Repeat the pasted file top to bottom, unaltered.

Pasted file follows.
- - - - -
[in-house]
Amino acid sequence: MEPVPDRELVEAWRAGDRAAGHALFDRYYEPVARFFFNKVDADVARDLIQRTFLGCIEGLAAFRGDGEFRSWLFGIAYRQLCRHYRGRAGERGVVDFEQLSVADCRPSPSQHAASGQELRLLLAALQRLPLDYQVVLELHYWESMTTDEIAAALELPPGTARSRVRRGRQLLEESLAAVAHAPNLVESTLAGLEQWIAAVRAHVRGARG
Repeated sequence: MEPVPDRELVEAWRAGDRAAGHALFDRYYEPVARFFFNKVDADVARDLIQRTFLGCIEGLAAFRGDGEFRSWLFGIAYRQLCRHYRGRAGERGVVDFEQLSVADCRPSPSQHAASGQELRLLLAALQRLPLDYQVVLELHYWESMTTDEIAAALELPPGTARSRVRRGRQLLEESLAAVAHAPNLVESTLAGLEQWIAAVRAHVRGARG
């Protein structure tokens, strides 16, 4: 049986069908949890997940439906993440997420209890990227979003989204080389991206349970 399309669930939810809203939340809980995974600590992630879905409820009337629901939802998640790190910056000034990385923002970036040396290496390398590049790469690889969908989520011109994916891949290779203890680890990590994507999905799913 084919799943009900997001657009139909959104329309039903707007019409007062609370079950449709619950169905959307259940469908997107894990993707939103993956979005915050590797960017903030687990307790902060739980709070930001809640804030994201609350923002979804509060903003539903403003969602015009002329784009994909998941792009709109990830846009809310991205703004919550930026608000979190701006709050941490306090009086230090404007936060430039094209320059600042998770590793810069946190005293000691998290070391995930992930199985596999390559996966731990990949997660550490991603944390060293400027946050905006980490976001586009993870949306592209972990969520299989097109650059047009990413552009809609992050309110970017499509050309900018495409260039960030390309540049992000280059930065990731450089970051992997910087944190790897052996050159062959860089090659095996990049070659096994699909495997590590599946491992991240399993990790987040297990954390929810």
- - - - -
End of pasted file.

[in-house]
Amino acid sequence: MEPVPDRELVEAWRAGDRAAGHALFDRYYEPVARFFFNKVDADVARDLIQRTFLGCIEGLAAFRGDGEFRSWLFGIAYRQLCRHYRGRAGERGVVDFEQLSVADCRPSPSQHAASGQELRLLLAALQRLPLDYQVVLELHYWESMTTDEIAAALELPPGTARSRVRRGRQLLEESLAAVAHAPNLVESTLAGLEQWIAAVRAHVRGARG
Repeated sequence: MEPVPDRELVEAWRAGDRAAGHALFDRYYEPVARFFFNKVDADVARDLIQRTFLGCIEGLAAFRGDGEFRSWLFGIAYRQLCRHYRGRAGERGVVDFEQLSVADCRPSPSQHAASGQELRLLLAALQRLPLDYQVVLELHYWESMTTDEIAAALELPPGTARSRVRRGRQLLEESLAAVAHAPNLVESTLAGLEQWIAAVRAHVRGARG
């Protein structure tokens, strides 16, 4: 049986069908949890997940439906993440997420209890990227979003989204080389991206349970 399309669930939810809203939340809980995974600590992630879905409820009337629901939802998640790190910056000034990385923002970036040396290496390398590049790469690889969908989520011109994916891949290779203890680890990590994507999905799913 084919799943009900997001657009139909959104329309039903707007019409007062609370079950449709619950169905959307259940469908997107894990993707939103993956979005915050590797960017903030687990307790902060739980709070930001809640804030994201609350923002979804509060903003539903403003969602015009002329784009994909998941792009709109990830846009809310991205703004919550930026608000979190701006709050941490306090009086230090404007936060430039094209320059600042998770590793810069946190005293000691998290070391995930992930199985596999390559996966731990990949997660550490991603944390060293400027946050905006980490976001586009993870949306592209972990969520299989097109650059047009990413552009809609992050309110970017499509050309900018495409260039960030390309540049992000280059930065990731450089970051992997910087944190790897052996050159062959860089090659095996990049070659096994699909495997590590599946491992991240399993990790987040297990954390929810």